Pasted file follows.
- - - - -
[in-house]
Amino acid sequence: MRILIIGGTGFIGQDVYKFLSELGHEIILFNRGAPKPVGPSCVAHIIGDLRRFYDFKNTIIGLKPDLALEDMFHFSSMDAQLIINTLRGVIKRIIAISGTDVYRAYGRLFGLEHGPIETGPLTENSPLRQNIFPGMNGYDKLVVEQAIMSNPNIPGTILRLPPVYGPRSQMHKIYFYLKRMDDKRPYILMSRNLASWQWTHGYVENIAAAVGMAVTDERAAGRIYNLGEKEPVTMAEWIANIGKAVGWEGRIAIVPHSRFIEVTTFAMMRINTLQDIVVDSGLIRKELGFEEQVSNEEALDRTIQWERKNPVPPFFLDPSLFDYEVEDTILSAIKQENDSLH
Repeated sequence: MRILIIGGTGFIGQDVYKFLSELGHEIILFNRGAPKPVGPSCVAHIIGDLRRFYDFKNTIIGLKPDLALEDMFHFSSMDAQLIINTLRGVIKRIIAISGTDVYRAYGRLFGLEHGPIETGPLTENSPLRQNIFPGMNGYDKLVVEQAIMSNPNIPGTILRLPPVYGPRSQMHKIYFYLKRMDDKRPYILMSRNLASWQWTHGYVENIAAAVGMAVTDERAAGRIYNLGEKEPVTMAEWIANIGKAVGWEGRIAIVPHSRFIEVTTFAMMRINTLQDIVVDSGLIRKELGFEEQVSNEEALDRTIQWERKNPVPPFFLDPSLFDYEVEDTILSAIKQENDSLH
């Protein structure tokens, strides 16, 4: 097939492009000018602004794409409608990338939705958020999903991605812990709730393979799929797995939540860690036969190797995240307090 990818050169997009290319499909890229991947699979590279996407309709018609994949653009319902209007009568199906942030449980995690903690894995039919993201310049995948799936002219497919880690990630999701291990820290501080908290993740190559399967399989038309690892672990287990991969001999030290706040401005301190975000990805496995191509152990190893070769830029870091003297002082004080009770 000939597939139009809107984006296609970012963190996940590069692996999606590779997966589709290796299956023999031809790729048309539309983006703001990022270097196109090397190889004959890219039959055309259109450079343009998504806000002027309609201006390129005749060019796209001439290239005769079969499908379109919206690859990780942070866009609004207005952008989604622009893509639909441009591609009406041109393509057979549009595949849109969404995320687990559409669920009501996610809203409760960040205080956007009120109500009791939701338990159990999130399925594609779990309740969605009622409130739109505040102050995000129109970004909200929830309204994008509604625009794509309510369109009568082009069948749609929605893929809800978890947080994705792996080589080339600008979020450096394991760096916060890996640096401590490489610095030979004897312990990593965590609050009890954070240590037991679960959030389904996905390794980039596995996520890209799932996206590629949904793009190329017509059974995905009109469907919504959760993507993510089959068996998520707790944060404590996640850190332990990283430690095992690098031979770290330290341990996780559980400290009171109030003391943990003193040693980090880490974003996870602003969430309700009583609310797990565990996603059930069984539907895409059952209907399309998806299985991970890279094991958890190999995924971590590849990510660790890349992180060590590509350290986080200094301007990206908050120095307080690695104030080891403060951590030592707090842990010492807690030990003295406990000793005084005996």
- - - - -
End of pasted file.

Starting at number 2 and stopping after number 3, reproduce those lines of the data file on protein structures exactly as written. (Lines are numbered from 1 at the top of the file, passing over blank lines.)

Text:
Amino acid sequence: MRILIIGGTGFIGQDVYKFLSELGHEIILFNRGAPKPVGPSCVAHIIGDLRRFYDFKNTIIGLKPDLALEDMFHFSSMDAQLIINTLRGVIKRIIAISGTDVYRAYGRLFGLEHGPIETGPLTENSPLRQNIFPGMNGYDKLVVEQAIMSNPNIPGTILRLPPVYGPRSQMHKIYFYLKRMDDKRPYILMSRNLASWQWTHGYVENIAAAVGMAVTDERAAGRIYNLGEKEPVTMAEWIANIGKAVGWEGRIAIVPHSRFIEVTTFAMMRINTLQDIVVDSGLIRKELGFEEQVSNEEALDRTIQWERKNPVPPFFLDPSLFDYEVEDTILSAIKQENDSLH
Repeated sequence: MRILIIGGTGFIGQDVYKFLSELGHEIILFNRGAPKPVGPSCVAHIIGDLRRFYDFKNTIIGLKPDLALEDMFHFSSMDAQLIINTLRGVIKRIIAISGTDVYRAYGRLFGLEHGPIETGPLTENSPLRQNIFPGMNGYDKLVVEQAIMSNPNIPGTILRLPPVYGPRSQMHKIYFYLKRMDDKRPYILMSRNLASWQWTHGYVENIAAAVGMAVTDERAAGRIYNLGEKEPVTMAEWIANIGKAVGWEGRIAIVPHSRFIEVTTFAMMRINTLQDIVVDSGLIRKELGFEEQVSNEEALDRTIQWERKNPVPPFFLDPSLFDYEVEDTILSAIKQENDSLH